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Jesus Christ the Teacher"For the Son of God became man so that we might become God."

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"For the Son of God became man so that we might become God" was written by Holy Father Athanasios the Great, Archbishop of Alexandria, in De inc., 54, 3: PG, 192B, in his refutation of Arius during the First Ecumenical Council
Some people think that St. Irenaeus of Lyons may have said it before Holy Father Athanasios the Great, Archbishop of Alexandria.

Holy God the Son within the Holy Trinity / Our Lord, God and Savior Jesus Christ is both fully Holy God and fully Man..

Holy God the Son within the Holy Trinity / Our Lord, God and Savior Jesus Christ became fully human at the Annunciation. This conception is called the "Incarnation".
The Incarnation is commemorated at The Great Feast of the Annunciation (Al Bisharah) of The Theotokos and Ever-Virgin Mary

An Explanation from Rev. Fr. Dennis C. Smolarski S.J., Santa Clara University, Santa Clara, CA, in Handout #80.

St. Athanasius (295-373 A.D.)
God became man that we might become God

The Word of God, incorporeal and incorruptible, came among us, though he had never been far off. For he left no part of the creation void of his presence, but filled all things, living as he does with the Father. But he came among us to help us by showing us his love...

Filled with compassion for our race, taking pity on our weakness, condescending to our corruption, refusing to allow death to have dominion over us, in order that what had begun should not perish and that the work of his Father should not be useless, he took a body, a body no different from ours ...

Those who talk of the human aspects of the Word also know what appertains to his divinity... When they speak of his tears they know that the Lord shows us humanity by his tears and his divinity by raising Lazarus; they know that the Lord experienced hunger and thirst, while feeding in a divine manner five thousand people with five loaves; they know that his human body lay in the tomb and was raised as the body of God...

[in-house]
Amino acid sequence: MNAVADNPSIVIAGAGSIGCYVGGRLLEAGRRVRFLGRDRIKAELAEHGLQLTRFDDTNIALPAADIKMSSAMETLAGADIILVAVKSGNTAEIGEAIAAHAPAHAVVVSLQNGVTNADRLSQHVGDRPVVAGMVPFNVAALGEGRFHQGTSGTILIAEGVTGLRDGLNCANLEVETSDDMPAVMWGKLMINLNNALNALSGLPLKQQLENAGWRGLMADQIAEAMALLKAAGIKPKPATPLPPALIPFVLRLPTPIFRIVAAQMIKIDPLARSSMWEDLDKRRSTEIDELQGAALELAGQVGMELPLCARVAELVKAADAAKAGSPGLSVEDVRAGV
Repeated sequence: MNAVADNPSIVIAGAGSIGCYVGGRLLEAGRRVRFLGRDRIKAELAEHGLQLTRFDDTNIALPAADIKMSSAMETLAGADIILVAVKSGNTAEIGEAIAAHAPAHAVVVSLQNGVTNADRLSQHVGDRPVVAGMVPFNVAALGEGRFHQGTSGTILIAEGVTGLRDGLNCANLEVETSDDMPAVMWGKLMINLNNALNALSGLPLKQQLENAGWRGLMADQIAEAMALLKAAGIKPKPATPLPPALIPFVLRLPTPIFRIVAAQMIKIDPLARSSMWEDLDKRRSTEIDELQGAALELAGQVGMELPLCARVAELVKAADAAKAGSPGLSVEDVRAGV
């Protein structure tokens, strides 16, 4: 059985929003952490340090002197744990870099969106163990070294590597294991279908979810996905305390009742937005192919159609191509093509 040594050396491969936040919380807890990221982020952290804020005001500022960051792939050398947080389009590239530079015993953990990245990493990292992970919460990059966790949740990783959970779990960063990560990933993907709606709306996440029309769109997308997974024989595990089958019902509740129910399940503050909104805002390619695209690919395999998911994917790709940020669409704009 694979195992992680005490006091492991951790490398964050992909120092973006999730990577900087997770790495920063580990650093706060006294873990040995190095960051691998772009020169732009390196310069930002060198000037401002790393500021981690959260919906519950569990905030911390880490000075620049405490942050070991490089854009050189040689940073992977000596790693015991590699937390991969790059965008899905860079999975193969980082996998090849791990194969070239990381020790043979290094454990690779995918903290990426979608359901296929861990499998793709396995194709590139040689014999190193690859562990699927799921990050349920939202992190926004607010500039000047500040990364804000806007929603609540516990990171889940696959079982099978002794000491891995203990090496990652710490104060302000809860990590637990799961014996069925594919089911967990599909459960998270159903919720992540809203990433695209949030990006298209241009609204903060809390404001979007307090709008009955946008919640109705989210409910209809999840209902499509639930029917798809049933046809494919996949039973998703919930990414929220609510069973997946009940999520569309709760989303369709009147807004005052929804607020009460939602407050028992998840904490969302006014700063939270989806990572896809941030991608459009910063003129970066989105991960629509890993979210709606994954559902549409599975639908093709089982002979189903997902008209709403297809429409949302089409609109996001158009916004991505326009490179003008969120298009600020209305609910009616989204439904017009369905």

The Word was made man that we might be made God: he was made visible by his body that we might have an idea of the invisible Father, he endured the outrages inflicted on him by men that we might share in his immortality. He did not undergo any harm, since as Word of God he was impassable and incorruptible. But in this way he saved from danger the suffering humanity for which he endured all this.

Extracts quoted in Quasten, Patrology, III, II3f.

An Explanation from "The Tree of Life," newsletter of Holy Cross Melkite Catholic Church, Placentia, CA

The Real Meaning of Christmas: God's Gift to Us
St Athanasios of Alexandria (295-373 A.D.) wrote that "God became man so that we might become children of God." This means that God became one of us so that we could become what God is-this, divine. We who were created in the image and likeness of God lost our divinity when our first parents, Adam and Eve, sinned. God could not bear to see the work of His own hands perish-that is, die. So, in the full-ness of time, God send His only-begotten Son, born of a virgin, a human being like us in all things but sin-to save us. We call this act of God becoming man Incarnation-that is, taking flesh. This is what Christmas is all about. It is God With Us. It is without doubt one of the greatest events in human history. We are invited to celebrate this Nativity of Christ with great love. Christmas today is confusing. Filled with songs about snow and reindeer; hours and hours of shopping; and so on. When it finally arrives, we are almost happy that it's over. Many mistake it for a time to visit friends and family. The reality is that we are celebrating God's gift to us. To miss out on celebrating the Birth of Christ or to replace it with something else is to miss the entire point of God's plan for us. This year, make sure that you take time to worship the God who became human, so that you can become divine.

A Explanation from Rev. Father Miguel Grave de Peralta, Priest of Saint Ignatios of Antioch Melkite Greek Catholic Church, Augusta, Georgia.

It points to the deification (theosis) we are to strive for in our lives through the energy of God's Holy Spirit. I suppose a Western way of stating it is "We are called to be by grace what Christ is by His nature."

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